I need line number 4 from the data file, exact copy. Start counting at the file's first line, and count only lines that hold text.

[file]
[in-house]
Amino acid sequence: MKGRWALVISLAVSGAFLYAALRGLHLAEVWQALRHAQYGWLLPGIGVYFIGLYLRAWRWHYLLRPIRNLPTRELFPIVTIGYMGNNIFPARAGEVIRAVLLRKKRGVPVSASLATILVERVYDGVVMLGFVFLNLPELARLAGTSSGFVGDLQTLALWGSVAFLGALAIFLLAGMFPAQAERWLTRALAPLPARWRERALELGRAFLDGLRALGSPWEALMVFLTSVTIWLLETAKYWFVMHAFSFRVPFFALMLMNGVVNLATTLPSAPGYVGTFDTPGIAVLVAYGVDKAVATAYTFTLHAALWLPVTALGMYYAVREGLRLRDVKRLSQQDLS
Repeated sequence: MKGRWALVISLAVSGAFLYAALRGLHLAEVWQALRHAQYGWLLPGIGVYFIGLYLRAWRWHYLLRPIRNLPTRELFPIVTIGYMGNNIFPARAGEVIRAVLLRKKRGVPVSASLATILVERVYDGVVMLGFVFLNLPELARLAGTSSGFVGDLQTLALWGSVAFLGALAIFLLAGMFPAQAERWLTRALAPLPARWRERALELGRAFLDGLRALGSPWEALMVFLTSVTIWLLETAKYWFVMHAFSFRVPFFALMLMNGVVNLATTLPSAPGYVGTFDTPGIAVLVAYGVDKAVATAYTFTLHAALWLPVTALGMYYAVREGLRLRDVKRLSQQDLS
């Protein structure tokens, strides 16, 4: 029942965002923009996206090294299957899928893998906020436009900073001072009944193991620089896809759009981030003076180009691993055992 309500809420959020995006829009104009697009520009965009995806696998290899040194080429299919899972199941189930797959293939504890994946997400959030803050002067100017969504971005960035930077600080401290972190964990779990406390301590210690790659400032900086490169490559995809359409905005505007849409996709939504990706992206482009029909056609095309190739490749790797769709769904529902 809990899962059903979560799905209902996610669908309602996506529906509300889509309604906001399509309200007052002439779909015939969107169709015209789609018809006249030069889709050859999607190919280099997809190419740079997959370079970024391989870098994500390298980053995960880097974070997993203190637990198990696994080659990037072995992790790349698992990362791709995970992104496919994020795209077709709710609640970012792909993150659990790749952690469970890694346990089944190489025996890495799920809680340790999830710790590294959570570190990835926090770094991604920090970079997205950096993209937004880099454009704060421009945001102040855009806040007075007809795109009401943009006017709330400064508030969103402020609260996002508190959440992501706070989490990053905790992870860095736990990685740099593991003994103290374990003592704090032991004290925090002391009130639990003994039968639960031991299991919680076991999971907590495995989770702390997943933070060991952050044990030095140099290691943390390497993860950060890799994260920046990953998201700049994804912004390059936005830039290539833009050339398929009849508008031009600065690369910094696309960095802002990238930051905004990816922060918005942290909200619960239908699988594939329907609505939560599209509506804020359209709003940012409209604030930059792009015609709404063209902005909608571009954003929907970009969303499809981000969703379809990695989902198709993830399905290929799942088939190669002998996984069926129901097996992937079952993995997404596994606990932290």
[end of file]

């Protein structure tokens, strides 16, 4: 029942965002923009996206090294299957899928893998906020436009900073001072009944193991620089896809759009981030003076180009691993055992 309500809420959020995006829009104009697009520009965009995806696998290899040194080429299919899972199941189930797959293939504890994946997400959030803050002067100017969504971005960035930077600080401290972190964990779990406390301590210690790659400032900086490169490559995809359409905005505007849409996709939504990706992206482009029909056609095309190739490749790797769709769904529902 809990899962059903979560799905209902996610669908309602996506529906509300889509309604906001399509309200007052002439779909015939969107169709015209789609018809006249030069889709050859999607190919280099997809190419740079997959370079970024391989870098994500390298980053995960880097974070997993203190637990198990696994080659990037072995992790790349698992990362791709995970992104496919994020795209077709709710609640970012792909993150659990790749952690469970890694346990089944190489025996890495799920809680340790999830710790590294959570570190990835926090770094991604920090970079997205950096993209937004880099454009704060421009945001102040855009806040007075007809795109009401943009006017709330400064508030969103402020609260996002508190959440992501706070989490990053905790992870860095736990990685740099593991003994103290374990003592704090032991004290925090002391009130639990003994039968639960031991299991919680076991999971907590495995989770702390997943933070060991952050044990030095140099290691943390390497993860950060890799994260920046990953998201700049994804912004390059936005830039290539833009050339398929009849508008031009600065690369910094696309960095802002990238930051905004990816922060918005942290909200619960239908699988594939329907609505939560599209509506804020359209709003940012409209604030930059792009015609709404063209902005909608571009954003929907970009969303499809981000969703379809990695989902198709993830399905290929799942088939190669002998996984069926129901097996992937079952993995997404596994606990932290």